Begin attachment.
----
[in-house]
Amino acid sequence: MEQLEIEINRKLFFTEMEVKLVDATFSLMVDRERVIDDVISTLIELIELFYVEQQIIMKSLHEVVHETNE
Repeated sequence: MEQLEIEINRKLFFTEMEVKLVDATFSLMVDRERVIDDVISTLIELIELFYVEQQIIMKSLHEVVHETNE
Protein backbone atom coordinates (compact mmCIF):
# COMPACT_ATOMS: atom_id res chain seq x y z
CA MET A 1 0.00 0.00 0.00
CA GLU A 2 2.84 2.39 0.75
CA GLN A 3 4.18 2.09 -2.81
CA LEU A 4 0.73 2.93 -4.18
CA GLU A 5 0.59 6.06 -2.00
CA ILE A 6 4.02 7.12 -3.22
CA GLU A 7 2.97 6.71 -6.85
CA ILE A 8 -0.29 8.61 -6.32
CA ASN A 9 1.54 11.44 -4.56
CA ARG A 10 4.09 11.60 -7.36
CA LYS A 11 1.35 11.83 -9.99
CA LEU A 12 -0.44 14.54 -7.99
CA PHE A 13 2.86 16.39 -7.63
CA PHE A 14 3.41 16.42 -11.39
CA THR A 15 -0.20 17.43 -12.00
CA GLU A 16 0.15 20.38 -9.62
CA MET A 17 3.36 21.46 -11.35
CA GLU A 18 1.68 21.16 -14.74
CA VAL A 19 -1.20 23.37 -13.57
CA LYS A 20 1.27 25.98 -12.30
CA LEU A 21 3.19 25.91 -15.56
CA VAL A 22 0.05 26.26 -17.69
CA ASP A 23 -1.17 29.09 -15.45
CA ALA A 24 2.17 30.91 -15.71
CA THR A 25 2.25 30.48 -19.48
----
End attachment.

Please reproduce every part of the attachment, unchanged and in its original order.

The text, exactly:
[in-house]
Amino acid sequence: MEQLEIEINRKLFFTEMEVKLVDATFSLMVDRERVIDDVISTLIELIELFYVEQQIIMKSLHEVVHETNE
Repeated sequence: MEQLEIEINRKLFFTEMEVKLVDATFSLMVDRERVIDDVISTLIELIELFYVEQQIIMKSLHEVVHETNE
Protein backbone atom coordinates (compact mmCIF):
# COMPACT_ATOMS: atom_id res chain seq x y z
CA MET A 1 0.00 0.00 0.00
CA GLU A 2 2.84 2.39 0.75
CA GLN A 3 4.18 2.09 -2.81
CA LEU A 4 0.73 2.93 -4.18
CA GLU A 5 0.59 6.06 -2.00
CA ILE A 6 4.02 7.12 -3.22
CA GLU A 7 2.97 6.71 -6.85
CA ILE A 8 -0.29 8.61 -6.32
CA ASN A 9 1.54 11.44 -4.56
CA ARG A 10 4.09 11.60 -7.36
CA LYS A 11 1.35 11.83 -9.99
CA LEU A 12 -0.44 14.54 -7.99
CA PHE A 13 2.86 16.39 -7.63
CA PHE A 14 3.41 16.42 -11.39
CA THR A 15 -0.20 17.43 -12.00
CA GLU A 16 0.15 20.38 -9.62
CA MET A 17 3.36 21.46 -11.35
CA GLU A 18 1.68 21.16 -14.74
CA VAL A 19 -1.20 23.37 -13.57
CA LYS A 20 1.27 25.98 -12.30
CA LEU A 21 3.19 25.91 -15.56
CA VAL A 22 0.05 26.26 -17.69
CA ASP A 23 -1.17 29.09 -15.45
CA ALA A 24 2.17 30.91 -15.71
CA THR A 25 2.25 30.48 -19.48